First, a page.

"Whistler's Mama" -- the famous painting actually called Arrangement in Grey and Black No.1, best known as Whistler's Mother, painted by the American painter James McNeill Whistler in 1871

"Camembert" -- A mellow, soft cheese with a creamy center first marketed in Normandy, France.

"Inferno's Dante" -- Dante Alighieri (1265-1321) author of The Divine Comedy, the third part of which deals with Inferno (Hell).

"the great Durante" -- comedian/actor Jimmy Durante. His first film was in 1930, but he had made 19 films by 1934

"de trop" -- a mispronunciation of the French phrase de trop, meaning too much, not wanted, unwelcome

"A Waldorf Salad" -- a salad of apples, walnuts, raisins, celery, and mayonnaise, originated at the Waldorf-Astoria Hotel in Manhattan.

"Berlin ballad" -- A romantic song by American songwriter Irvin Berlin, who by 1934 had already written standards like "Alexander's Ragtime Band," "What'll I Do?", "Blue Skies," and "Puttin' on the Ritz." A few years later, in 1938, Berlin would write "God Bless America."

"an Old Dutch master" -- a Dutch master painter like Rembrandt, but ALSO a brand of cigars

"Mrs. Astor" (changed to "Lady Astor" in 1962) -- Mrs. John Jacob Astor, leading New York socialite.

"Pepsodent" -- toothpaste introduced in the USA in 1915 by the Pepsodent Company of Chicago. The original formula for the paste contained pepsin, a digestive agent designed to break down and digest food deposits on the teeth, hence the brand and company name. Pepsodent was among the first big radio advertisers, sponsoring the Amos and Andy radio show from 1929-1939. Also, from 1930 to late 1933 a massive animated neon advertising sign for the toothpaste, featuring a young girl on a swing, hung on West 47th Street in Times Square in New York City.

"the steppes of Russia" -- a region of grasslands joining Europe and Asia -- Around 1930 the Soviet Union wanted to attract foreign tourists to bring in currency and improve its external image. On Stalin's and the Party's initiative a national tourist agency was founded. Intourist was responsible for attracting, accommodating and escorting all foreign guests.Western advertising styles were applied to appeal to the target audience. Intourist posters pictured a tourist paradise, not a country of laborers and peasants. Trains were no icons of progress but a comfortable way of transport. Intourist women were not working hard in a factory but were either fashionable or exotic.

"Pants on a Roxy usher" -- the famous Roxy Theatre in Manhattan ("the Cathedral of motion pictures") had a squad of ushers who were trained like an army platoon and wore very tight pants.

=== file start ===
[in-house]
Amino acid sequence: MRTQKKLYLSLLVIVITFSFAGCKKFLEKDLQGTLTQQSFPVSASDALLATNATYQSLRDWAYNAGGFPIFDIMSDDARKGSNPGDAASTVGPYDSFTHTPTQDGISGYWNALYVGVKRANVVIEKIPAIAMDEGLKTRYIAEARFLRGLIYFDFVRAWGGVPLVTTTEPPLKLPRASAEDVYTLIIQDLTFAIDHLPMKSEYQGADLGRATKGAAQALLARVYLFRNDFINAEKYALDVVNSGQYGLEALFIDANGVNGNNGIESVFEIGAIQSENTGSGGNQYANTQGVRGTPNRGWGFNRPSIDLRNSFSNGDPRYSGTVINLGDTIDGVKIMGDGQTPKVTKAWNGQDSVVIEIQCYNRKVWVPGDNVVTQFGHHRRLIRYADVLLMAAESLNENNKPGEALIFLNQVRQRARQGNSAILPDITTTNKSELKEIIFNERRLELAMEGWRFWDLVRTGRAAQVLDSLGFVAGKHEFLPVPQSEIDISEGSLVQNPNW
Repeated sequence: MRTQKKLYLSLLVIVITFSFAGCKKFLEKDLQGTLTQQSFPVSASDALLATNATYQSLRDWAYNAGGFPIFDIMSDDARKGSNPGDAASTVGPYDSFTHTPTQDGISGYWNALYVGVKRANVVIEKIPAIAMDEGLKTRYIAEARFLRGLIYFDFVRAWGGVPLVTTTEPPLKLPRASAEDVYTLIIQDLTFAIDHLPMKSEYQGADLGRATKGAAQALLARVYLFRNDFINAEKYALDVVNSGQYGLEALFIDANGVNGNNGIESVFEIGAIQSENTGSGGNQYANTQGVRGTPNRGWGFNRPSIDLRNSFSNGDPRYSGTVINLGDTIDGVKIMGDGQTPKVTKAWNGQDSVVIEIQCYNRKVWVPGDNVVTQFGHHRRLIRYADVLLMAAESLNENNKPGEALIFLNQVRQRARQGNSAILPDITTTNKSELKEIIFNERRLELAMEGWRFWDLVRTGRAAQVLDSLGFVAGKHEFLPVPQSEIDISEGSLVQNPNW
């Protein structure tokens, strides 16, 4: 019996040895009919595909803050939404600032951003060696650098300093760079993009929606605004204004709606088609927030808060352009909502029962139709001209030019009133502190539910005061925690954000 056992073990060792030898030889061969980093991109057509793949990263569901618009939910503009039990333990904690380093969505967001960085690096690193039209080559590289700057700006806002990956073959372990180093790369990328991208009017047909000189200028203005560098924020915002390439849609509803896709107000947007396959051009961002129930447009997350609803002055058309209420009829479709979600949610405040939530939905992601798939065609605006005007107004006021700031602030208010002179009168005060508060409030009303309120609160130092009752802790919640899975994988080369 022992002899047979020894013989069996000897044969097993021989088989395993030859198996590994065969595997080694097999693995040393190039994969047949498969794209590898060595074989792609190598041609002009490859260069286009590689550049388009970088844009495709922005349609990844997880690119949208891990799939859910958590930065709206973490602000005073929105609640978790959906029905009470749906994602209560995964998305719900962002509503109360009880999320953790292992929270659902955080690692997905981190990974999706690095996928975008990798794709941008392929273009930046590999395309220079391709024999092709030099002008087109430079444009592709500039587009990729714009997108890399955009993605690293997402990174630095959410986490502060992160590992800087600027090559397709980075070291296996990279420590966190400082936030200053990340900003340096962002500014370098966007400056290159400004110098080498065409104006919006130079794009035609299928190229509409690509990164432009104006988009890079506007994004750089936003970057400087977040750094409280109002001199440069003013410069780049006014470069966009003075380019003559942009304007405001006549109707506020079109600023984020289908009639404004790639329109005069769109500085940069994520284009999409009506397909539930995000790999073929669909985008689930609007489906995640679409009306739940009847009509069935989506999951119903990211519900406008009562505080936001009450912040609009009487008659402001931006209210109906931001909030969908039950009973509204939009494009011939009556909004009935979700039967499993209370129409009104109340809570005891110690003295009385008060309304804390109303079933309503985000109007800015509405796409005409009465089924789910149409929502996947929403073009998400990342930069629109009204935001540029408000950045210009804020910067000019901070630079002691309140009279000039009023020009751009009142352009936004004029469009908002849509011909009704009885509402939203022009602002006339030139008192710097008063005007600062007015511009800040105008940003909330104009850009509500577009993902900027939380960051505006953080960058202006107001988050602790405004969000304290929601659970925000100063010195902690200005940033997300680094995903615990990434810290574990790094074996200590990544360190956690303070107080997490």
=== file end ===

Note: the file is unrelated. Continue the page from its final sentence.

"a dance in Bali" -- an island in Indonesia, that was becoming an artist magnet in the 1930s, as its native population was turning out really radical artworks for export, and at the same time, the West was seeing the first photographs of Bali and its culture

"[Sandro] Botticelli" -- an Italian Renaissance painter

"[John] Keats" -- an English Romantic poet

"[Percy Bysshe] Shelley" -- an English Romantic poet, who was a political, social, and artistic radical

"Ovaltine" -- the "flavored milk supplement," that sponsored the Little Orphan Annie radio show from 1933-1940.

"G.O.P." -- Grand Old Party, i.e. Republicans.

"Tower of Babel" -- Biblical tower in the land of Shinar, the building of which ceased when a confusion of languages took place.

"Whitney stable" -- the socially prominent Whitney family bred famous horses

"Mrs. Baer's son, Max" (also referred to as "Maxie Bauer") -- Max Baer, World Heavyweight Champion in the 1930s (his son, Max Baer Jr. played Jethro on The Beverly Hillbillies)

"Rudy Vallee" --  1920s/1930s crooner, who often sang through a megaphone and later starred in the original production of How To Succeed In Business Without Really Trying.

"Phenolax" -- a  pink flavored wafer laxative, first introduced in 1908

"Drumstick Lipstick" -- brand of makeup manufactured by Charbert, a French cosmetics firm.

"brig" -- military prison

"in irons" -- shackled

"The Dean boys" -- baseball players and brothers Dizzy and Daffy, members of the famed "Gashouse Gang," the 1934 St. Louis Cardinal baseball team, which won 95 games, the National League pennant, and the 1934 World Series -- just months before Anything Goes opened!

"Max Gordon" -- Broadway producer from the 1920s through the 1950, famous for extravagant productions

"Jitneys" -- independent taxi cabs or small buses. The joke here is that the middle-class folks who can still afford to take a cab, here in the middle of the Depression, would be shocked to find out that some of the richest Americans (in this case, the Vanderbilt and Whitney families) had lost nearly everything.

"Vanderbilts and Whitneys" -- two prominent rich families in New York

"Sam Goldwyn" -- movie studio head

"Lady Mendl" -- an American actress, interior decorator, author of the influential 1913 book The House in Good Taste, and a prominent figure in New York, Paris, and London society. Her morning exercises were famous, including yoga, standing on her head, and walking on her hands.